Don Ihde

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Don Ihde
Don Ihde.jpg
Born 1934
Era Contemporary philosophy
Region Western Philosophy
School Hermeneutic phenomenology

Don Ihde (/dɑːn d/; born 1934) is an American philosopher of science and technology, and a post-phenomenologist. In 1979 he wrote what is often identified as the first North American work on philosophy of technology,[1] Technics and Praxis. Ihde is Distinguished Professor of Philosophy at the State University of New York at Stony Brook. In 2013 Ihde received the Golden Eurydice Award.[2] Ihde is the author of thirteen original books and the editor of many others. Recent examples include Chasing Technoscience (2003), edited with Evan Selinger; Bodies in Technology (2002); Expanding Hermeneutics: Visualism in Science (1998); and Postphenomenology (1993). Ihde lectures and gives seminars internationally and some of his books and articles have appeared in a dozen languages. He is currently working on Imaging Technologies: Plato Upside Down.

Role of bodies in cyberspace[edit]

Ihde's Bodies in Technology spells out the original exploration of the ways cyberspace affects the human experience. The book is useful to those research scholars who are exploring the role of bodies in the virtual reality. The book is the study of embodiment in cyberspace, an ideal book also related to human–computer interaction (HCI); Ihde explores the meaning of bodies in technology, that how the sense of our bodies and our orientation in the world is affected by various form of information technologies. The research of Ihde is important to humanist scholars because it provokes a new approach to study how to use and integrate computers and technologies for the humanity. In a recent paper, "Was Heidegger prescient concerning Technoscience?", Ihde re-examines Martin Heidegger's philosophy of science with a reappraisal of what was innovative, and what remained archaic. Heidegger then is read against the background of the "new" approaches to science in science studies, and against the background of the scientific revolutions which have occurred since the mid-20th century.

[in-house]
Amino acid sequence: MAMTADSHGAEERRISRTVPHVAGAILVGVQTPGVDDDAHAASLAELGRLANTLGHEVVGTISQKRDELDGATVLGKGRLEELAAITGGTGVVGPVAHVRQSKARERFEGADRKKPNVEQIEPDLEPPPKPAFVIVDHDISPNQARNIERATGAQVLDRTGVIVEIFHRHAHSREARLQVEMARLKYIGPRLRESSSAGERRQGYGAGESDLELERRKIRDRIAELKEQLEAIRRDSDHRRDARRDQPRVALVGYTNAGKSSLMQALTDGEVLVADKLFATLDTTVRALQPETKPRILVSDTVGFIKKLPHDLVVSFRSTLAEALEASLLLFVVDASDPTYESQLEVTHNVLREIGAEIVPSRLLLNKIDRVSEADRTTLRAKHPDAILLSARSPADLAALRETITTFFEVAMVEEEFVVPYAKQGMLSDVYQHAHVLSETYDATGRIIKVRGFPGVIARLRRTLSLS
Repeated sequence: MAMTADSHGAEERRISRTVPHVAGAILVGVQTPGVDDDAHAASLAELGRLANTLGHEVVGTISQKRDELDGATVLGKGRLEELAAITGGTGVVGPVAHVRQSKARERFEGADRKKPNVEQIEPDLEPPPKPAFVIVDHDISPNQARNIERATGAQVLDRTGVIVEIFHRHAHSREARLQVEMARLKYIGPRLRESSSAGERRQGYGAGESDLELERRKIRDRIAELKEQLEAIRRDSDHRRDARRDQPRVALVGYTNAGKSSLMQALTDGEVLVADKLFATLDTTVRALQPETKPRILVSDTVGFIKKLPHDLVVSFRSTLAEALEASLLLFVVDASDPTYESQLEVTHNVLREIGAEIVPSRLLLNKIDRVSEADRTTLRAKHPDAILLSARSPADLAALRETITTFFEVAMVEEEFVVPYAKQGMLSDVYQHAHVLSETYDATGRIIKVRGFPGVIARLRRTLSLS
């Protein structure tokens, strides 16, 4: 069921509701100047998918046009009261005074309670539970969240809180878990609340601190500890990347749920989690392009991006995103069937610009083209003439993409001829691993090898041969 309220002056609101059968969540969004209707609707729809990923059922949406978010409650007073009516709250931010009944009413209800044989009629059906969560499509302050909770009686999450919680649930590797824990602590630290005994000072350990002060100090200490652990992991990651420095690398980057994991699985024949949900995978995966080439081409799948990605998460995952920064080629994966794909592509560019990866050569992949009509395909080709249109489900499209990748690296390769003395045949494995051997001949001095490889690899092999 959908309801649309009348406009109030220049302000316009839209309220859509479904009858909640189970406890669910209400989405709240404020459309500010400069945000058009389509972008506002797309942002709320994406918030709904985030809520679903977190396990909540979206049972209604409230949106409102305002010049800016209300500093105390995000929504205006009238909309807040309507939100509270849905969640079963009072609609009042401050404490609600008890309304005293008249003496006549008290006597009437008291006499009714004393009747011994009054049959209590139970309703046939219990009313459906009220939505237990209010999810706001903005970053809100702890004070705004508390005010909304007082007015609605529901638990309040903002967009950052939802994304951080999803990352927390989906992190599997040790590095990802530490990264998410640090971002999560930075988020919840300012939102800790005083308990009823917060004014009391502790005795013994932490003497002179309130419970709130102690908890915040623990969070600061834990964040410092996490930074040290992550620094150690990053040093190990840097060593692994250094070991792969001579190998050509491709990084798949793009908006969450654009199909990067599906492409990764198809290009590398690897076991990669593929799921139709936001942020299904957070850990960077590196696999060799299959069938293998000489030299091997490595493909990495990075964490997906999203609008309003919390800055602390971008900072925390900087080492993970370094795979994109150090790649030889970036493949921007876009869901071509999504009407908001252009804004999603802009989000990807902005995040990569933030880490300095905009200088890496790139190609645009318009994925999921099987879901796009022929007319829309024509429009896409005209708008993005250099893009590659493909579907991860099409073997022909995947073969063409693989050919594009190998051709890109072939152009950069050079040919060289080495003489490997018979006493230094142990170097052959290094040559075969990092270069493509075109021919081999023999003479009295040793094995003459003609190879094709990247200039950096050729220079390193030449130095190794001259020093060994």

Technoscience Research Seminar[edit]

Ihde is the Director of the Technoscience Research Group in the Philosophy Department. The study of technoscience examines cutting-edge work in the fields of the philosophies of science and technology, and science studies; it also emphasizes the roles of our material cultures and expertise.